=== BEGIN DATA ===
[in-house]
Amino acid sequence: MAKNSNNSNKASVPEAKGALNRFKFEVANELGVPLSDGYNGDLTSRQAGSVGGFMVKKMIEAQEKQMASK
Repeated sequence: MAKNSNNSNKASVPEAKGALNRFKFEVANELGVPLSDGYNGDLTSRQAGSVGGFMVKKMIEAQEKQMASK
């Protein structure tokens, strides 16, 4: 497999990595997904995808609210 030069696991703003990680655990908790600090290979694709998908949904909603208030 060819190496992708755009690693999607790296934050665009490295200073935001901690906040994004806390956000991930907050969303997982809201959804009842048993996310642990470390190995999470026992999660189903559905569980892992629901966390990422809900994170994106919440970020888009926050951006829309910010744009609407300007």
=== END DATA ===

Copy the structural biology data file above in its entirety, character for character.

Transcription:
[in-house]
Amino acid sequence: MAKNSNNSNKASVPEAKGALNRFKFEVANELGVPLSDGYNGDLTSRQAGSVGGFMVKKMIEAQEKQMASK
Repeated sequence: MAKNSNNSNKASVPEAKGALNRFKFEVANELGVPLSDGYNGDLTSRQAGSVGGFMVKKMIEAQEKQMASK
């Protein structure tokens, strides 16, 4: 497999990595997904995808609210 030069696991703003990680655990908790600090290979694709998908949904909603208030 060819190496992708755009690693999607790296934050665009490295200073935001901690906040994004806390956000991930907050969303997982809201959804009842048993996310642990470390190995999470026992999660189903559905569980892992629901966390990422809900994170994106919440970020888009926050951006829309910010744009609407300007």